Congratulations! you have created an SS3 model for sentiment analysis without a single line of code, buddy :)

Hyperparameter Optimization

As mentioned earlier, hyperparameter optimization will allow us to find better hyperparameter values for our model. To begin with, we will perform a grid search over the test set. To carry out this task, we will use the grid_search command. Let’s see what this command does and how to use it, using the help command:

(pyss3) >>> help grid_search

which displays the following help:

Given a dataset, perform a grid search using the given hyperparameters values.

    grid_search PATH [LABEL] [DEF_CAT] [METHOD] P EXP [P EXP ...] [no-cache]

required arguments:
 PATH       the dataset path
 P EXP      a list of values for a given hyperparameter.
             P    is a hyperparameter name. values: {s,l,p,a}
             EXP  is a python expression returning a float or
                  a list of floats. Note: if this expression
                  contains whitespaces, use quotations marks
                  (e.g. "[0.5, 1.5]")
             s [.3,.4,.5]
             s "[.3, .4, .5]" (Note the whitespaces and the "")
             p r(.2,.8,6)     (i.e. 6 points between .2 to .8)

optional arguments:
 LABEL      where to read category labels from.
            values:{file,folder} (default: folder)

 DEF_CAT    default category to be assigned when the model is not
            able to actually classify a document.
            values: {most-probable,unknown} or a category label
            (default: most-probable)

 METHOD     the method to be used
            values: {test, K-fold} (default: test)
              K-fold  indicates the number of folds to be used.
                      K is an integer > 1 (e.g 4-fold, 10-fold, etc.)

 no-cache   if present, disable the cache and recompute all the values

 grid_search a/testset/path s r(.2,.8,6) l r(.1,2,6) -p r(.5,2,6) a [0,.01]
 grid_search a/dataset/path 4-fold -s [.2,.3,.4,.5] -l [.5,1,1.5] -p r(.5,2,6)

From this help, we can see that this command expects at least a path and a list of hyperparameter names and, after each hyperparameter name, any python expression that returns either a number or a list of numbers, for instance, -s [.2,.35,.4,.55]. In our case, we will use the built-in function r(x0,x1,n) which returns a list of n numbers between x0 and x1 (including both), as follows:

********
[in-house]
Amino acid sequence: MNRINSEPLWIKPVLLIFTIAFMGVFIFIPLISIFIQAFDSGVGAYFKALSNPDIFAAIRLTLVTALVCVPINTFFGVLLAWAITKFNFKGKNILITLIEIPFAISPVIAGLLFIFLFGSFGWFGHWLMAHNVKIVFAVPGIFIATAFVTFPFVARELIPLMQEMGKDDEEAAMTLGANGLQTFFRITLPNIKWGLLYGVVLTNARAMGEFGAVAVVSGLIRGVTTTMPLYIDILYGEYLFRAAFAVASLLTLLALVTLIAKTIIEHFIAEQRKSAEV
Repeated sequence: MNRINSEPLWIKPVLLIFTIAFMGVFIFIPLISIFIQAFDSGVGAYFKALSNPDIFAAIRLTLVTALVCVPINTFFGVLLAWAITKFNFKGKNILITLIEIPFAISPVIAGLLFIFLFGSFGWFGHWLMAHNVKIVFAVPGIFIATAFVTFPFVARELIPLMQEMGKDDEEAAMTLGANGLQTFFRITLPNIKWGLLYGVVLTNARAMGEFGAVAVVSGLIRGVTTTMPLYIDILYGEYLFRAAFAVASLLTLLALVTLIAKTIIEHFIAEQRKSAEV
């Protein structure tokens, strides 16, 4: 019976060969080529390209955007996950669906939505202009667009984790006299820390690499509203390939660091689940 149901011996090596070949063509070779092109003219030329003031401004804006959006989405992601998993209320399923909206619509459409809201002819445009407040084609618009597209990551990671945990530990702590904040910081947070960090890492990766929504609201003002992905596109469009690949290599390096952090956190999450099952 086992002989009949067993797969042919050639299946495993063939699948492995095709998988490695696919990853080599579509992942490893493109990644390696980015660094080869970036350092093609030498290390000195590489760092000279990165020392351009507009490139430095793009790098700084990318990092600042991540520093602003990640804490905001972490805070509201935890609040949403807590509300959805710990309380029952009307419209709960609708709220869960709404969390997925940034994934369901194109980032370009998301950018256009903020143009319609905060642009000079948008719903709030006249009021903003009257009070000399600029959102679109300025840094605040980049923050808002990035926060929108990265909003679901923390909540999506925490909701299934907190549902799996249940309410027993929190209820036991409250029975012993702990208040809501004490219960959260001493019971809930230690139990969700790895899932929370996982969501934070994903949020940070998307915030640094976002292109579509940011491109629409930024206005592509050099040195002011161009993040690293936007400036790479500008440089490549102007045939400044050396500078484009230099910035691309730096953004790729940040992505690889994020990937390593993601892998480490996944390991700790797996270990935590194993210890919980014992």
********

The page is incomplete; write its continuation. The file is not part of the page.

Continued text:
(pyss3) >>> grid_search datasets/movie_review/test -s r(.2,.8,6) -l r(.1,2,6) -p r(.5,2,6)

Note that here, s will take 6 different values between .2 and .8, l between .1 and 2, and p between .5 and 2.

Now it is time to wait (for about 20 minutes) until the grid search is completed.

Once the grid search is over, we will use the following command to open up an interactive 3D plot in the browser that we can use to analyze the obtained results:

(pyss3) >>> plot evaluations

PySS3 should have created this plot on your machine. Note: We recommend reading the Interactive 3D Evaluation Plot page in which the plots and the user interface are explained in detail.

You probably noted that there are multiple points with the global best performance, this is probably due to this problem (sentiment analysis) being a binary classification problem (thus, the “sanction” hyperparameter doesn’t have much impact with only two categories). We could choose any of the best values, for instance, we will select the one with the lowest “sanction” (p) value. To do this, rotate the plot and move the cursor over this point and see the information that is displayed, as shown in the following figure:


Here we can see that using these hyperparameter values, our classifier will obtain a better accuracy (0.861):

  • smoothness (\sigma): 0.44

  • significance (\lambda): 0.48

  • sanction (\rho): 0.5

That is, we need to set s=0.44, l=0.48 and p=0.5. To do this we could use the set and save commands to update and save our model for later use:

(pyss3) >>> set s 0.44 l 0.48 p 0.5
(pyss3) >>> save


if you want to use these hyperparameter values with python, there are at least three ways we can configure our SS3 classifier:

  • Creating a new classifier using these hyperparameter values:

clf = SS3(s=0.44, l=0.48, p=0.5)
  • Changing the hyperparameter values of an already existing model using the set_hyperparameters method:

clf = SS3()
clf.set_hyperparameters(s=0.44, l=0.48, p=0.5)
  • Or, using the PySS3 Command Line:

    1. Use the set and save commands to update and save the model

    (pyss3) >>> set s 0.44 l 0.48 p 0.5
    (pyss3) >>> save
    1. And then, use the load_model method to load the model with python:

    clf = SS3(name="movie_review_3grams")

Before we finish the hyperparameter optimization task, there is an optional (but recommended) step. To make sure the selected hyperparameters generalize well (i.e. are not overfitted to the test set), we will perform an extra grid search but this time using a (stratified) 10-fold cross-validation. From what we saw from the previous grid search, the “santion”(p) hyperparameter doesn’t seem to have a real impact on performance, so this time we will set p = 0.5 when performing the grid search, that is:

(pyss3) >>> grid_search datasets/movie_review/train 10-fold -s r(.2,.8,6) -l r(.1,2,6) -p 0.5

This grid search will take about 40 minutes to complete, I know, it may seem like a lot but remember that, since we are using 10-fold cross-validation, for each hyperparameter value combination we have to train and test the model 10 times!

When the search is over, use once again the plot command:

(pyss3) >>> plot evaluations

Now, using the options panel change “Tag” option and select the path we used for this last grid search (“datasets/movie_review/train”), as shown in the following image:


Fortunately, the same point we have previously selected has also the best performance here:


Note that all the 10 confusion matrices looks really well and consistent, that means that this configuration performed consistently well across the 10 different folds! this means we can use the selected hyperparameter values (s=0.44, l=0.48 and p=0.5) safely.

(Feel free to play a little bit with this interactive 3D evaluation plot, for instance try changing the metric and target from the options panel)